The Hague went against earlier agreements, Aruba maintains

The Hague went against earlier  agreements, Aruba maintains

Aruba Prime Minister Evelyn Wever-Croes.

 

ORANJESTAD/THE HAGUE--Aruba Prime Minister Evelyn Wever-Croes stated in a letter that she sent to the Aruba Parliament on Thursday that the new condition of the Dutch government to prolong the financial supervision protocol without an end term went against earlier agreements.

  Wever-Croes objected to the impression that Dutch caretaker State Secretary of Home Affairs and Kingdom Relations Raymond Knops gave in his December 21 letter to the prime ministers of the three Dutch Caribbean countries and his December 22 letter to the Dutch Parliament, that the proposed prolongation of the protocol was not a new condition.

  “This is clearly a case of a new condition now that both the allocation of liquidity support and the deviation from the budget norms, despite a positive advice of the Aruba Committee for Financial Supervision, were made dependent on the agreeing to the extension of the protocol,” stated Wever-Croes in her letter to the Aruba Parliament.

  On Wednesday, she sent a letter to Knops in which she expressed her surprise at the way things had gone in the Kingdom Council of Ministers meeting of last Friday. In that meeting, it was decided to defer all decision-taking regarding the first quarter of liquidity support for Aruba and the permission for Aruba, Curaçao and St. Maarten to deviate from the balanced budget norm.

  Wever-Croes said she found it “inexplicable” that Knops remarked in his letter that Aruba’s refusal to agree to the extension of the protocol put the implementation of the Aruba Financial Supervision Kingdom Law “further out of sight.” She noted that Aruba has made clear that it fully supports the implementation of said kingdom law within a year. “As such, it was Aruba’s desire to extend the protocol by one year.”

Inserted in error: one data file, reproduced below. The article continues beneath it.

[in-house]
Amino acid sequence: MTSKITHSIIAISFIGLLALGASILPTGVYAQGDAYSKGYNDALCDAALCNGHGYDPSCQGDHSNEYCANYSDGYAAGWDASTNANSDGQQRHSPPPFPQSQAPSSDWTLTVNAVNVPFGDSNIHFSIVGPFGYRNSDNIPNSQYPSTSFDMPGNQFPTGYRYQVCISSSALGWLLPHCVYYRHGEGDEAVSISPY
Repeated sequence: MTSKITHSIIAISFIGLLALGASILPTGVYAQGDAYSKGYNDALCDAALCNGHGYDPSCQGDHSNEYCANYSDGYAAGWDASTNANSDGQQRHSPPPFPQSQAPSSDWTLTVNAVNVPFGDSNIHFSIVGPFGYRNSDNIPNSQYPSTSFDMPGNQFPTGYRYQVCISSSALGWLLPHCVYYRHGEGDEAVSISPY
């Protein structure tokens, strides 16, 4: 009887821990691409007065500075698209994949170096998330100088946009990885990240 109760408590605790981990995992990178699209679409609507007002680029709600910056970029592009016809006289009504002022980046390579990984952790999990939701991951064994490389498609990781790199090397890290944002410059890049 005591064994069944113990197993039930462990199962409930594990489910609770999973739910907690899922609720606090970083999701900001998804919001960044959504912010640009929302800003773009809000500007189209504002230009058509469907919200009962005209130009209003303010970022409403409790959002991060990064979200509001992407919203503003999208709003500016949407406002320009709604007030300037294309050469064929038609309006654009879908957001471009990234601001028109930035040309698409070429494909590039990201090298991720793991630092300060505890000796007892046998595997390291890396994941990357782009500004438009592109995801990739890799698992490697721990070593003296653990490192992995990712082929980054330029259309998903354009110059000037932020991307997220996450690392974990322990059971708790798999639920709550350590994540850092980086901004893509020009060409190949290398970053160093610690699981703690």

According to Wever-Croes, Aruba “never for a moment” said that there could be no financial supervision. “To the contrary. But it was made clear that the signing of a protocol without an end date was in violation of the budget right of the Aruba Parliament, and that this was unconstitutional.”

  The prime minister reiterated that Aruba could agree with an extension of the protocol for a transition period. “Up to the last moment, the Netherlands maintained that there can only be a protocol without an end date. It surprises me that the state secretary suddenly indicates that he tried to find a solution through a 3-year extension. This was never directly communicated to Aruba by the state secretary or by his civil servants’ team,” she stated.          

  “This is the first time that the state secretary confirms in writing that the Netherlands can agree to a 3-year prolongation and that extending the protocol without an end date is no longer a requirement. I am hopeful that we can still arrive at an agreement about the extension period, and subsequently about the allocation of liquidity support and the deviation from the budget norms,” she stated.

  Wever-Croes emphasised that Aruba has always fully committed to living up to agreements. “I too hope that through constructive consultations, we can close off this period in a positive manner and work towards a sustainable future.”

  In closing, she noted that she hoped that not only the interest of the Aruba people would be referred to, but that The Hague also listened to the pleas of the Aruba people. “I reminded the state secretary of our request to cut back the 12.5-per-cent austerity measure. The workers who have faithfully handed in part of their salary since May 1, 2021, deserve some kind of perspective.”

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